Archives of Gynecology and Obstetrics

, Volume 297, Issue 1, pp 33–47 | Cite as

Obstetric and perinatal outcomes in subfertile patients who conceived following low technology interventions for fertility enhancement: a comprehensive review

  • Stefano Palomba
  • Susanna Santagni
  • Jessica Daolio
  • Karen Gibbins
  • Francesco Antonino Battaglia
  • Giovanni Battista La Sala
  • Robert M. Silver



Low technology interventions for fertility enhancement (LTIFE) are strategies that avoid retrieval, handling, and manipulation of female gametes. The definition of LTIFE is yet to be widely accepted and clarified, but they are commonly used in milder cases of infertility and subfertility. Based on these considerations, the aim of the present study was comprehensively to review and investigate the obstetric and perinatal outcomes in subfertile patients who underwent LTIFE.


A literature search up to May 2017 was performed in IBSS, SocINDEX, Institute for Scientific Information, PubMed, Web of Science, and Google Scholar. An evidence-based hierarchy was used according to The Oxford Centre for Evidence-Based Medicine to determine which articles to include and analyze, and to provide a level of evidence of each association between intervention and outcome.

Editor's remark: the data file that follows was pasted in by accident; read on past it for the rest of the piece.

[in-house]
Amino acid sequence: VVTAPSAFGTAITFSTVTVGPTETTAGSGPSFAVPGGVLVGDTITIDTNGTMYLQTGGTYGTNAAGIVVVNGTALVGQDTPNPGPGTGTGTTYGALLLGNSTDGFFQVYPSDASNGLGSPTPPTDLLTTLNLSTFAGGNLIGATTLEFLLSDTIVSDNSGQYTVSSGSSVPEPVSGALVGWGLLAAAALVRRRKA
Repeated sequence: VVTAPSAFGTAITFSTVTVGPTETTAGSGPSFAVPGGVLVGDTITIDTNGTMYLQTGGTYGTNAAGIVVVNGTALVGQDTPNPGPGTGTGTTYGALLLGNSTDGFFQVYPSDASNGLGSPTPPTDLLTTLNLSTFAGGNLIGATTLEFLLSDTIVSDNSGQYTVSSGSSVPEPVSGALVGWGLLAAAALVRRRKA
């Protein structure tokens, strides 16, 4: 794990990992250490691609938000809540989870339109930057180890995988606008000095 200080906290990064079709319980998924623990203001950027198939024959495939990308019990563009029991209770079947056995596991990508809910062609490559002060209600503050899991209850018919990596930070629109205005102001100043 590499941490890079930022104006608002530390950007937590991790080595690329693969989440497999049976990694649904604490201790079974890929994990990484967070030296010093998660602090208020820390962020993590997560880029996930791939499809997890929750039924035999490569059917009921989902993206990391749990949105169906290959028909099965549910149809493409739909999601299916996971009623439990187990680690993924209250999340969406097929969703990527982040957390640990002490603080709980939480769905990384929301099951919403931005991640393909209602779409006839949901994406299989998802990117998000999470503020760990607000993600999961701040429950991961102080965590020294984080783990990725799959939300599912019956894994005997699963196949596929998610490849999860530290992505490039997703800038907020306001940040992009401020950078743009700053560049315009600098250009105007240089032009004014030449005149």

This analysis identified preliminary and low-grade evidence on the influence of LTIFE on obstetric and perinatal outcomes in subfertile women.


LTIFE women should deserve major consideration from Clinicians/Researchers of Reproductive Medicine, because these treatments could be potentially responsible for mothers’ and babies’ complications. So far, the lack of well-designed and unbiased studies makes further conclusions difficult to be drawn.


Infertility Low technology Complication Obstetric Pregnancy Neonatal 


Author’s contribution

SP conceived the study, interpreted data, drafted the manuscript, and approved its final version; SS and JD performed the literature search, selected the articles, drafted the manuscript, and approved its final version; KG interpreted data, revised the manuscript for intellectual content, and approved its final version; FAB and GBLS interpreted data, revised the manuscript for intellectual content, and approved its final version; RMS conceived the study, revised the manuscript for intellectual content and approved its final version.

Compliance with ethical standards


Departmental funds form Center of Reproductive Medicine and Surgery—ASMN-IRCCS of Reggio Emilia (Italy) and from “Antonio Vallisneri” Study Center of Reggio Emilia (Italy) supported the authors throughout the study period and review preparation.

Conflict of interest

The authors report no financial/commercial and non-financial conflict of interest.

Ethical approval

This article does not contain any studies with human participants performed by any of the authors.

Informed consent

Not applicable.


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Copyright information

© Springer-Verlag GmbH Germany 2017

Authors and Affiliations

  1. 1.Unit of Obstetrics and GynecologyGrande Ospedale Metropolitano “Bianchi-Melacrino-Morelli”Reggio CalabriaItaly
  2. 2.Center of Reproductive Medicine and SurgeryArcispedale Santa Maria Nuova (ASMN), Istituto di Ricovero e Cura a Carattere Scientifico (IRCCS)Reggio EmiliaItaly
  3. 3.Division of Maternal-Fetal MedicineUtah UniversitySalt Lake CityUSA
  4. 4.University of Modena and Reggio EmiliaModenaItaly

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